February is Jewish Disability Awareness Month. As most of you know, Denise and I are proud to be part of the Disability Community and active members of the Disability Movement since it began in the 1960's. Great Progress has been made. The world, especially in the United States, is much more accessible to people with disabilities. There are great laws protecting our rights. Educating children with disabilities is now guaranteed right. Employment discrimination is unlawful. Millions of dollars are spent annually trying to convince employers to hire people with disabilities. Despite all this, over 70% of people with disabilities are unemployed – the same percentage as when I grew up. Across the United States, 63 percent of students with disabilities graduated from high school in 2014 — a rate of graduation roughly 20 percent lower than the national average. Among jail inmates, 40% of whites and 55% of persons of two or more races reported having at least one disability, 

As I compared the civil rights laws having to do with people with disabilities with the laws in the Torah, I saw one striking difference. Whereas most civil rights laws talk about what society and the government should or should not do for people with disabilities, Torah laws talks about what people should or should not do for God and society. Currently, for example, there are laws that say that if people with disabilities cannot work they can receive support services they need to survive. These paid support services are not available for people with disabilities who work. My attendant services costs over $50,000 annually. Few young adults with disabilities can afford that and thus do not seek employment. What if we had a law saying that all people are expected to work to the greatest extent they can, and get support services they need to do so? Another example might be that current law says that children with disabilities should have an Individualized Education Plan and support services needed to complete the Plan. What if the law said that all children are expected to get the best education they can, and get support services they need to do so?

Next Friday evening, Temple Sinai's Access Committee is sponsoring a panel with Jessica Lehman, Executive Director of San Francisco Senior and Disability Action, Susan Henderson, Executive Director of Disability Rights Education and Defense Fund, and our own Rabbi Ruth Adar. They will be leading a discussion about broadening our social justice narrative to include disability rights. My hope is that in the near future, our social justice narrative may change to set high expectation that all people do their Tikkun Olam in a barrier-free environment with the tools and services they need.

Wednesday, January 3, 2018

Asking the Real Question

Asking the Real Question

“If I go to work, how much can I earn without losing my Social Security?” This is one of the most frequently asked questions received by disability benefits financial advisors. There are websites, online forums, law firms, and agencies devoted to answering this question.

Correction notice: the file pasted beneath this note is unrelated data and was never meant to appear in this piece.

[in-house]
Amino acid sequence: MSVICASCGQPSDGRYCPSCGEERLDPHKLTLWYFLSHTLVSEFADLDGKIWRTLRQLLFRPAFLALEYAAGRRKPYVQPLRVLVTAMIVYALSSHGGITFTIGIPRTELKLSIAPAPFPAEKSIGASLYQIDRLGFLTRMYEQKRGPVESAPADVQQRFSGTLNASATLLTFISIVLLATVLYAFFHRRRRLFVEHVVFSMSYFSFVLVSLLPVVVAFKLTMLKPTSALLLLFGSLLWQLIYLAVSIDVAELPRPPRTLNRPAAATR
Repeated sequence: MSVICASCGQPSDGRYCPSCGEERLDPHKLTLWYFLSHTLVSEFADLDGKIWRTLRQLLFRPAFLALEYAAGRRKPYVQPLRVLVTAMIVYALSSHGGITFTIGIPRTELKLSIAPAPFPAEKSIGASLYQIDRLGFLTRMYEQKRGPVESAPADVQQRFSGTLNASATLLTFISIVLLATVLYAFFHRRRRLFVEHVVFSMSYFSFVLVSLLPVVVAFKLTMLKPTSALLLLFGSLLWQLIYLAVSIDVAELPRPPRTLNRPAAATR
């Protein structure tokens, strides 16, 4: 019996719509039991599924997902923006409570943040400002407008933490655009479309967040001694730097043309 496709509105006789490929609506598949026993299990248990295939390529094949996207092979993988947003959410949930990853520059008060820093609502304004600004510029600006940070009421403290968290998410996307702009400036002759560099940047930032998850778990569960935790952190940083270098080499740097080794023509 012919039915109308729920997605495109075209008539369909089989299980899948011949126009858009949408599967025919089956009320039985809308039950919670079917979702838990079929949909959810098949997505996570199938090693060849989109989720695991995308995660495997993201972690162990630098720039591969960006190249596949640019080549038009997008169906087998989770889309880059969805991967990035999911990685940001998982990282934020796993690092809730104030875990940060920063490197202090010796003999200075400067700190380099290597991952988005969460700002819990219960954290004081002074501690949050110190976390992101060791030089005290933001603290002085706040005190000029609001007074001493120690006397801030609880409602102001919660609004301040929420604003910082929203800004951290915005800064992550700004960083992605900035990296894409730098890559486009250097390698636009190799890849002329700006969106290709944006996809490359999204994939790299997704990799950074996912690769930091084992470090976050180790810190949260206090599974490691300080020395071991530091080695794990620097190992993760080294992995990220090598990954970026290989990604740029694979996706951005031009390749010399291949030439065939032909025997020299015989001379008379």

Recently, as I stared at this question. I realized that this actually was not the real question most people with disabilities wanted to be answered. The real question is, “When I go to work, how will I be able to afford my disability-related expenses?”

Disability-related expenses, also known as long-term medical expenses, include things such as personal assistant services, durable medical equipment, maintenance drugs, and ongoing therapies. These are often the most important that keep people with disabilities alive, active, and engaged in our communities. These are also very expensive! Few people with significant disabilities can afford them even with 'good incomes.' The high cost of these long-term medical expenses is why healthcare insurers shy away from pre-existing conditions.

We have become so ingrained with the idea that Social Security is the gateway to financing disability-related expenses that we too often don't even look for other ways. The Veterans Administration, for example, pays disability-related expenses for veterans. In some states, the Department of Health pays for disability-related expenses for people with developmental disabilities regardless of income or assets. Private healthcare insurers often offer plans that cover disability-related expenses.

Unquestionably, Medicare/Medicaid are the most prominent financiers of disability-related expenses. Undeniably being a Social Security beneficiary is the easiest way to qualify for Medicare/Medicaid. Indeed before recently, I had dedicated my retirement to change the purpose of Social Security from being a wage replacement function to providing an offset to the high cost of disability. Changing the Social Security paradigm is extremely difficult, especially in today's environment. Expanding Medicare/Medicaid to cover long-term medical expenses is much easier to understand and to be accepted by the public and legislators. In a recent blog, Real Healthcare Reform, I explained how this expansion may be paid for and how I hope healthcare insurers may be our biggest advocates.

When we find ourselves asking the same question over and over again without getting an answer we can live with—perhaps we should ask ourselves whether that is the 'real question.' It may open new ways of looking at a problem and new opportunities to its resolution. Please let me know what you think about enabling Medicare/Medicaid to cover long-term medical expenses. How can/should we move forward?